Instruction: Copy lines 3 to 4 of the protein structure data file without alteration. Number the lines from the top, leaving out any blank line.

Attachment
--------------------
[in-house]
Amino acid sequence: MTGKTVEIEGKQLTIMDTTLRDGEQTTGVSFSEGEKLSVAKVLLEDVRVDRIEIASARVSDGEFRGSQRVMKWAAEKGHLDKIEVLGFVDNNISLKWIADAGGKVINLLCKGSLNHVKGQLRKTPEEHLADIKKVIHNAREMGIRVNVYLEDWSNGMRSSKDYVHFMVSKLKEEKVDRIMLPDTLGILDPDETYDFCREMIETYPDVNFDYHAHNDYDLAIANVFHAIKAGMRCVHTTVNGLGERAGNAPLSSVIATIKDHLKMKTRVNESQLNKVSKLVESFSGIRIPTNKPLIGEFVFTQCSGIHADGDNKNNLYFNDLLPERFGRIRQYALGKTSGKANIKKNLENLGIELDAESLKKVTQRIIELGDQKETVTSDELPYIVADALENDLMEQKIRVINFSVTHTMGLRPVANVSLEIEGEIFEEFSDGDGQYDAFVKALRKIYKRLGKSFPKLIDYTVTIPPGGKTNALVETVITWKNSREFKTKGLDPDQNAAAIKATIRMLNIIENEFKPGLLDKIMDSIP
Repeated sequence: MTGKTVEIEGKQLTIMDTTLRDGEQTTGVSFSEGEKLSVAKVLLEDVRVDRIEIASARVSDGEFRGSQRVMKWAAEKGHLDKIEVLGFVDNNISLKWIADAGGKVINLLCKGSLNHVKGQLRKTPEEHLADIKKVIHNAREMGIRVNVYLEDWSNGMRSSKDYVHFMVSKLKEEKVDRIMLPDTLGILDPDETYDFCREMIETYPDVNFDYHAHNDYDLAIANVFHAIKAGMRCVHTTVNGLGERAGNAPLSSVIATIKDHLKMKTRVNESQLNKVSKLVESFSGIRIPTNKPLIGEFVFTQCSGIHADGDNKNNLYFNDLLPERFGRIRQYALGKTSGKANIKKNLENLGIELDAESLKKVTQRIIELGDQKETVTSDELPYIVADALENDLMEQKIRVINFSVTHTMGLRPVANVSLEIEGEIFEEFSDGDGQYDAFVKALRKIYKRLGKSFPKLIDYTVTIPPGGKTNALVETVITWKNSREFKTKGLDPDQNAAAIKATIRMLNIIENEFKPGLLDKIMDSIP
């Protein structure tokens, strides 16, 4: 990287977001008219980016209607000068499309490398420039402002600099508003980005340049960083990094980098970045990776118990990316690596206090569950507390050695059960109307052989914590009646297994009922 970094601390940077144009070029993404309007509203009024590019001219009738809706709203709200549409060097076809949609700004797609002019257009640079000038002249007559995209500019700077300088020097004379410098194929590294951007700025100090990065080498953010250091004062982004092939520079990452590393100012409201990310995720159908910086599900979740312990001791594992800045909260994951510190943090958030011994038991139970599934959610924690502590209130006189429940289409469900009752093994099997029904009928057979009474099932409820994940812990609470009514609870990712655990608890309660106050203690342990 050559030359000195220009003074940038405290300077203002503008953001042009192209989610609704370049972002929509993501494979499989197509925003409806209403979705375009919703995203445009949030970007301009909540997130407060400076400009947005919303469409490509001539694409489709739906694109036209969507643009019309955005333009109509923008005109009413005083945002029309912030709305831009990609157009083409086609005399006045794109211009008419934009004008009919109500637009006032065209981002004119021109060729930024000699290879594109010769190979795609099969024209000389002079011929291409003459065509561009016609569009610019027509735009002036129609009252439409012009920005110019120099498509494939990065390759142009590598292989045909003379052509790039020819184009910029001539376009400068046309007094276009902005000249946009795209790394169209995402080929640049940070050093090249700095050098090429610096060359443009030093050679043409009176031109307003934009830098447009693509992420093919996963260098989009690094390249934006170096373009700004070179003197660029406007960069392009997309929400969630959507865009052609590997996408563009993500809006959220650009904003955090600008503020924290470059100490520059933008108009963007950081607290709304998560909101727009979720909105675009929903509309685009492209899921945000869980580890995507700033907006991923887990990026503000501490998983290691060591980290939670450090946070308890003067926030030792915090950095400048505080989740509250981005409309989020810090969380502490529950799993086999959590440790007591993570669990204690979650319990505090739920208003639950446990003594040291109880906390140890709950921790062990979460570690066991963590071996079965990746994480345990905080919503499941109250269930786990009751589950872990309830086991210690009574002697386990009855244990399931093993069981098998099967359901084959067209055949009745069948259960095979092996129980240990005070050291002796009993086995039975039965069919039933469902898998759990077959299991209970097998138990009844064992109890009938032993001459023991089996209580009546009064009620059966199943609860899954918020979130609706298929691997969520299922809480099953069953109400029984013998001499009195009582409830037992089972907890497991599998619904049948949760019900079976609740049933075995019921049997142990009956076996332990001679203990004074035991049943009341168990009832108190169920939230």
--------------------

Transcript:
Repeated sequence: MTGKTVEIEGKQLTIMDTTLRDGEQTTGVSFSEGEKLSVAKVLLEDVRVDRIEIASARVSDGEFRGSQRVMKWAAEKGHLDKIEVLGFVDNNISLKWIADAGGKVINLLCKGSLNHVKGQLRKTPEEHLADIKKVIHNAREMGIRVNVYLEDWSNGMRSSKDYVHFMVSKLKEEKVDRIMLPDTLGILDPDETYDFCREMIETYPDVNFDYHAHNDYDLAIANVFHAIKAGMRCVHTTVNGLGERAGNAPLSSVIATIKDHLKMKTRVNESQLNKVSKLVESFSGIRIPTNKPLIGEFVFTQCSGIHADGDNKNNLYFNDLLPERFGRIRQYALGKTSGKANIKKNLENLGIELDAESLKKVTQRIIELGDQKETVTSDELPYIVADALENDLMEQKIRVINFSVTHTMGLRPVANVSLEIEGEIFEEFSDGDGQYDAFVKALRKIYKRLGKSFPKLIDYTVTIPPGGKTNALVETVITWKNSREFKTKGLDPDQNAAAIKATIRMLNIIENEFKPGLLDKIMDSIP
């Protein structure tokens, strides 16, 4: 990287977001008219980016209607000068499309490398420039402002600099508003980005340049960083990094980098970045990776118990990316690596206090569950507390050695059960109307052989914590009646297994009922 970094601390940077144009070029993404309007509203009024590019001219009738809706709203709200549409060097076809949609700004797609002019257009640079000038002249007559995209500019700077300088020097004379410098194929590294951007700025100090990065080498953010250091004062982004092939520079990452590393100012409201990310995720159908910086599900979740312990001791594992800045909260994951510190943090958030011994038991139970599934959610924690502590209130006189429940289409469900009752093994099997029904009928057979009474099932409820994940812990609470009514609870990712655990608890309660106050203690342990 050559030359000195220009003074940038405290300077203002503008953001042009192209989610609704370049972002929509993501494979499989197509925003409806209403979705375009919703995203445009949030970007301009909540997130407060400076400009947005919303469409490509001539694409489709739906694109036209969507643009019309955005333009109509923008005109009413005083945002029309912030709305831009990609157009083409086609005399006045794109211009008419934009004008009919109500637009006032065209981002004119021109060729930024000699290879594109010769190979795609099969024209000389002079011929291409003459065509561009016609569009610019027509735009002036129609009252439409012009920005110019120099498509494939990065390759142009590598292989045909003379052509790039020819184009910029001539376009400068046309007094276009902005000249946009795209790394169209995402080929640049940070050093090249700095050098090429610096060359443009030093050679043409009176031109307003934009830098447009693509992420093919996963260098989009690094390249934006170096373009700004070179003197660029406007960069392009997309929400969630959507865009052609590997996408563009993500809006959220650009904003955090600008503020924290470059100490520059933008108009963007950081607290709304998560909101727009979720909105675009929903509309685009492209899921945000869980580890995507700033907006991923887990990026503000501490998983290691060591980290939670450090946070308890003067926030030792915090950095400048505080989740509250981005409309989020810090969380502490529950799993086999959590440790007591993570669990204690979650319990505090739920208003639950446990003594040291109880906390140890709950921790062990979460570690066991963590071996079965990746994480345990905080919503499941109250269930786990009751589950872990309830086991210690009574002697386990009855244990399931093993069981098998099967359901084959067209055949009745069948259960095979092996129980240990005070050291002796009993086995039975039965069919039933469902898998759990077959299991209970097998138990009844064992109890009938032993001459023991089996209580009546009064009620059966199943609860899954918020979130609706298929691997969520299922809480099953069953109400029984013998001499009195009582409830037992089972907890497991599998619904049948949760019900079976609740049933075995019921049997142990009956076996332990001679203990004074035991049943009341168990009832108190169920939230």